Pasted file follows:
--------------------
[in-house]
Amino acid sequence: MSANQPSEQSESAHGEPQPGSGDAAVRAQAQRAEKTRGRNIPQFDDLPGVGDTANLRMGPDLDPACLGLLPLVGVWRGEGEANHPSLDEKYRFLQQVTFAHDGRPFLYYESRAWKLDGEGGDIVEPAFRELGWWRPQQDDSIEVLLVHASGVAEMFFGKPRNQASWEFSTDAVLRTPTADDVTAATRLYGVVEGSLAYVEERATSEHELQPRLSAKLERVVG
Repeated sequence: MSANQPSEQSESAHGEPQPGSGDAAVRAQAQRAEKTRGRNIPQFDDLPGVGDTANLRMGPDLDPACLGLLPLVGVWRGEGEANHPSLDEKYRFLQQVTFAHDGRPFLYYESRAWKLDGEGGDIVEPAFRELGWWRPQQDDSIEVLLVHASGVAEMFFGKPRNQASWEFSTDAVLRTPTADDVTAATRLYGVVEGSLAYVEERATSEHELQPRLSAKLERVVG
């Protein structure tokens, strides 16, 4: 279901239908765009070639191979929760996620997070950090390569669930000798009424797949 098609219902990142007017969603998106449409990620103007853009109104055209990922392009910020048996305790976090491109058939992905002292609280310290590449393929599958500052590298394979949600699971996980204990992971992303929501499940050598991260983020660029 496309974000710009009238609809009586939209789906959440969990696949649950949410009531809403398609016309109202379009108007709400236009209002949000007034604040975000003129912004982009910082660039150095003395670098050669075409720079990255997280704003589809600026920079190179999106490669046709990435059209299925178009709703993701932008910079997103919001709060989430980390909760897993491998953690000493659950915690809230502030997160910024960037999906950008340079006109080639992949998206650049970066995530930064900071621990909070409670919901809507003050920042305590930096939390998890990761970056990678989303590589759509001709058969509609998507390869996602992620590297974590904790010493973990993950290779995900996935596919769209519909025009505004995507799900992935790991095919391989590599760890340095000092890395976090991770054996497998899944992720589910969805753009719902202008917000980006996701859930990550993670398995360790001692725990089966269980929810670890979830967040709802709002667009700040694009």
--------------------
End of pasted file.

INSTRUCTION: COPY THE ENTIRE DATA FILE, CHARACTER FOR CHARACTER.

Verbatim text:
[in-house]
Amino acid sequence: MSANQPSEQSESAHGEPQPGSGDAAVRAQAQRAEKTRGRNIPQFDDLPGVGDTANLRMGPDLDPACLGLLPLVGVWRGEGEANHPSLDEKYRFLQQVTFAHDGRPFLYYESRAWKLDGEGGDIVEPAFRELGWWRPQQDDSIEVLLVHASGVAEMFFGKPRNQASWEFSTDAVLRTPTADDVTAATRLYGVVEGSLAYVEERATSEHELQPRLSAKLERVVG
Repeated sequence: MSANQPSEQSESAHGEPQPGSGDAAVRAQAQRAEKTRGRNIPQFDDLPGVGDTANLRMGPDLDPACLGLLPLVGVWRGEGEANHPSLDEKYRFLQQVTFAHDGRPFLYYESRAWKLDGEGGDIVEPAFRELGWWRPQQDDSIEVLLVHASGVAEMFFGKPRNQASWEFSTDAVLRTPTADDVTAATRLYGVVEGSLAYVEERATSEHELQPRLSAKLERVVG
């Protein structure tokens, strides 16, 4: 279901239908765009070639191979929760996620997070950090390569669930000798009424797949 098609219902990142007017969603998106449409990620103007853009109104055209990922392009910020048996305790976090491109058939992905002292609280310290590449393929599958500052590298394979949600699971996980204990992971992303929501499940050598991260983020660029 496309974000710009009238609809009586939209789906959440969990696949649950949410009531809403398609016309109202379009108007709400236009209002949000007034604040975000003129912004982009910082660039150095003395670098050669075409720079990255997280704003589809600026920079190179999106490669046709990435059209299925178009709703993701932008910079997103919001709060989430980390909760897993491998953690000493659950915690809230502030997160910024960037999906950008340079006109080639992949998206650049970066995530930064900071621990909070409670919901809507003050920042305590930096939390998890990761970056990678989303590589759509001709058969509609998507390869996602992620590297974590904790010493973990993950290779995900996935596919769209519909025009505004995507799900992935790991095919391989590599760890340095000092890395976090991770054996497998899944992720589910969805753009719902202008917000980006996701859930990550993670398995360790001692725990089966269980929810670890979830967040709802709002667009700040694009």